Publication date: August 2005
Digital Book format: PDF (DRM-Free)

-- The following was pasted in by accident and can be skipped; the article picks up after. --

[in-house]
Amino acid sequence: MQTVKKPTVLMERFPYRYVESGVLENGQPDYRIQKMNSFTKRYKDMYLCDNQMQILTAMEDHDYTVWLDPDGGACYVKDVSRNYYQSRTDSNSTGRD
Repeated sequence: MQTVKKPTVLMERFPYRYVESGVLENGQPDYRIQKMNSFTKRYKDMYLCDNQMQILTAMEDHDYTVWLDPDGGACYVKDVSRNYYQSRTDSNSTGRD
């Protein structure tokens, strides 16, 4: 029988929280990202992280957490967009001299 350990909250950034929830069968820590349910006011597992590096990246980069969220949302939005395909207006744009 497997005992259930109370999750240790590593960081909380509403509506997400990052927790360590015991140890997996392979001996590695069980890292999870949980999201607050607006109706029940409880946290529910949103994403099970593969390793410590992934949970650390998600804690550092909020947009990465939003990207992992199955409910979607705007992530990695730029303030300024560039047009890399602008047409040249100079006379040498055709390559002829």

In 1929 a new high school named for the Confederate general Robert E. Lee was built on the banks of Goose Creek, across Market Street and parallel with the tracks of the railroad where an Inter-Urban rail system connected the Tri-Cities area (Baytown, Goose Creek and Pelly) to Houston, twenty-five miles west. For the investment of twenty-five cents and forty-five minutes, you could travel one way between Houston and the burbs via rail. The Tri-Cities were in "oil boom" territory on the Texas Gulf Coast. Humble Oil & Refining Company, known today as Exxon, had invested heavily in this area by building both a petroleum and petro-chemical refinery and deep-water docks capable of handling ocean-going tankers which maneuvered up and down the Houston ship channel. The Baytown refinery was, until the 1960's, the largest oil refinery in the Western Hemisphere. The people who lived in this area were a hardy sort who carved a living out of the black clay, called "gumbo," and mosquito-infested, swamp-like, humid plains. Oil, or "black gold" as it was called, drove the economy here. The stench of it and petro-chemical fumes were, on one hand, abhorrent, but on the other, had the sweet aroma of money, and lots of it, which is why people were willing to live in this grievous place. My father, Allen A. Rice, born in Livingston, Texas and my mother, Lula V. Haralson, who was born in Pine Bluff, Arkansas and their families migrated to Baytown in the late 1920''s, and they were students in the inaugural Class of 1929 at Robert E. Lee High School.